Current copyright rules only benefit the rich, say artists

Julia Reda has invited artists from a variety of backgrounds to participate in a conference at the European parliament on copyright reform.

By Julie Levy-Abegnoli

20 Apr 2015

The Pirate Party MEP is parliament's rapporteur on the review of the 2001 copyright directive, and has advocated for the harmonisation of copyright exceptions and for more power to be given to authors when negotiating with publishers.

Speaking at a press conference, she said, "we need to grant people the same rights online as they have offline".

She explained that research has shown that "a strict copyright protection system does not lead to creation", and that "the main arguments against [her report] were very much linked to unknown consequences".

Reda urged Europe to "show what great creative potential it has, and that people are using the internet in a positive way, to bring culture out there but also to make a living out of creative work through the internet".

Commenting on parliament's reaction to her report, she explained that "opinions are really decided by individuals rather than groups", but was optimistic as to the outcome of the talks, as, "two out of three opinion committees have managed to adopt an opinion and both include many encouraging signs".

She claimed that "fears were more about the fact that I am a member of the Pirate Party and not so much the content of the report".


RELATED CONTENT


Speaking alongside the deputy were authors Cory Doctorow and Neil Jomunsi and filmmaker Lexi Alexander.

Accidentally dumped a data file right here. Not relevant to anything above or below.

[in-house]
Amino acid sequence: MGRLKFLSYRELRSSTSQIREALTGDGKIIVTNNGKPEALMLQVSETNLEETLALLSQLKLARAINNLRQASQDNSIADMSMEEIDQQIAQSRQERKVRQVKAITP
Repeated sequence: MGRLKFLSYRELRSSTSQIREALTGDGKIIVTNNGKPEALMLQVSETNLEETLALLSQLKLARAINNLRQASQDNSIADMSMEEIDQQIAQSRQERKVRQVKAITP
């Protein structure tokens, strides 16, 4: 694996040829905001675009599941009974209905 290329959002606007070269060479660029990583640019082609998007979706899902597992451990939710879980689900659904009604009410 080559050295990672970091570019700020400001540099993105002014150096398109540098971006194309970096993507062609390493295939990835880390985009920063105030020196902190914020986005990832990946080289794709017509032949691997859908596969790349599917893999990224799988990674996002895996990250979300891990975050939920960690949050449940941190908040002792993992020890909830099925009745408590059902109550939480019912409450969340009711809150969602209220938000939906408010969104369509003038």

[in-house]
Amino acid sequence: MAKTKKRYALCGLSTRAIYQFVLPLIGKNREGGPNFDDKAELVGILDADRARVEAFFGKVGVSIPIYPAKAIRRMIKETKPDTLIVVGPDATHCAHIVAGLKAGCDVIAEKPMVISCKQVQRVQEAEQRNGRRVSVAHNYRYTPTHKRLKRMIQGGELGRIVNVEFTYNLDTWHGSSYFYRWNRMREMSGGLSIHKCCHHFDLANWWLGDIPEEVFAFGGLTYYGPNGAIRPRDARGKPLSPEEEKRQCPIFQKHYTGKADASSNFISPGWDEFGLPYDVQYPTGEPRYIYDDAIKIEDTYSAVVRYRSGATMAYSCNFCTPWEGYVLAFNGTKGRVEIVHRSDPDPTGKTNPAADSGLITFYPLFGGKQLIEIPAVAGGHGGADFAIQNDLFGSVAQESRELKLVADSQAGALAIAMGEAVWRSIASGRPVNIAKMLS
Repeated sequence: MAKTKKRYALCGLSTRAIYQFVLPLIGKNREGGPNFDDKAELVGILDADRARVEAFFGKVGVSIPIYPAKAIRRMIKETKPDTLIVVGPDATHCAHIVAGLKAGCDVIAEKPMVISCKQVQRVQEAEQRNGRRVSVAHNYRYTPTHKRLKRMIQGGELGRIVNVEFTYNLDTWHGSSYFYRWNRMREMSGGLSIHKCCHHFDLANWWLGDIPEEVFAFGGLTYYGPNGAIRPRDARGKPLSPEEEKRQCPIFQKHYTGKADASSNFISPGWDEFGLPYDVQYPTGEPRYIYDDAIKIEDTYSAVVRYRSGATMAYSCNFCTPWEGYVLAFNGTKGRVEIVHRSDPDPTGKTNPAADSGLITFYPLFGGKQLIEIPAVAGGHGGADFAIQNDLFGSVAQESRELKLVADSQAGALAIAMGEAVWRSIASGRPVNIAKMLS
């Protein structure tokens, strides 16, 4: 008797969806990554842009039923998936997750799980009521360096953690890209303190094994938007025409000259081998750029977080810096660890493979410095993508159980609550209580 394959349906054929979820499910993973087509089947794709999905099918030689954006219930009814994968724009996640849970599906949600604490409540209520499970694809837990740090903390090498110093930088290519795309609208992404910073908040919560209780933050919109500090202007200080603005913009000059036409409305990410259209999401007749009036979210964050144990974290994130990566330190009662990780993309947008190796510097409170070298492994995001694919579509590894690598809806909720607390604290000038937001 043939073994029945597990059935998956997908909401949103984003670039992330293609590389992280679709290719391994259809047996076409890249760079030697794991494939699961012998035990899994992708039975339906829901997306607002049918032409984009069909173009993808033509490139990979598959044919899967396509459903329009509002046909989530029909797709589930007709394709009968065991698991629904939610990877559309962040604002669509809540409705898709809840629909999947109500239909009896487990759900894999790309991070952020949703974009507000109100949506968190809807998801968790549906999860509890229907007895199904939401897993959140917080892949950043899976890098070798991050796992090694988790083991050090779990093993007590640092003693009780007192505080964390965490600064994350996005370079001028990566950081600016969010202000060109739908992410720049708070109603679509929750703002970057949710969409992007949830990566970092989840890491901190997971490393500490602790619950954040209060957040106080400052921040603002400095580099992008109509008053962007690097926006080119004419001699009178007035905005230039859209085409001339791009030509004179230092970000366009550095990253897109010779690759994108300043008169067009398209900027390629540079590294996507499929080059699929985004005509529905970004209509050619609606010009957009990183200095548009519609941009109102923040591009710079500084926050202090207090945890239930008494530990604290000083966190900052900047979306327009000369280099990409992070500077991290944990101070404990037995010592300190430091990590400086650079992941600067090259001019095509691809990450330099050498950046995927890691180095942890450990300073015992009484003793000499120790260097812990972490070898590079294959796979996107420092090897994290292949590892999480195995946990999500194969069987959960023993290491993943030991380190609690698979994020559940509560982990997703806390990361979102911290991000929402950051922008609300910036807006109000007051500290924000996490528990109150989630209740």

Doctorow pointed out that "it is important to recognise that copyright is a technological regulation", adding that, "as technology changes, so too does who copyright benefits and serves".

In his view, an effective copyright system is not one where most of the money "is siphoned off by investors, it is one where creators are first in line to get money". Yet today's system "does as much as it can to keep creators away from money".

He explained that due to large companies' dominance, it was getting increasingly difficult for independent firms to compete, saying, "there can be no other Youtubes, except Youtubes started by companies as big as Google", that can afford to invest substantial amounts of money into their projects.

He stressed that "none of [the current copyright legislation] is reducing piracy - we are paying terrible penalties in terms of infrastructure of the internet, and doing very little to protect artists' incomes".

Complaining about geoblocking and the territoriality of copyright laws, Doctorow told the audience, "the last thing I want to know is that in countries [across Europe] there are people who want to give me their money and are not allowed to do so because of copyright".

He lamented that "the current system is about revenue maximisation for the rich at the expense of everyone else".

Commenting on Reda's report, filmmaker Lexi Alexander said, "it doesn't go far enough - I would want it to be much more aggressive".

Yet she did point out that "there are many people opposing this report who say they represent artists, but this is a myth".

She claimed that while many famous Hollywood directors agree that copyright rules must be amended, "many of them are not crazy enough to say it out loud for fear that they will lose funding if they speak up".

In writer and former publisher Neil Jomunsi's view, opposition to the report "is a way of scaremongering and concealing the real problems; essentially the issue is one of fear - publishers and editors are afraid of overwhelming cultural diversity and they are scared they will lose revenue".

He underlined that "the internet and the free dissemination of the arts is a huge opportunity" and that "the current system does not benefit artists, and for a long time it has not worked in their interests".

 

Read the most recent articles written by Julie Levy-Abegnoli - MEPs vote against beginning negotiations on updating EU copyright laws

Share this page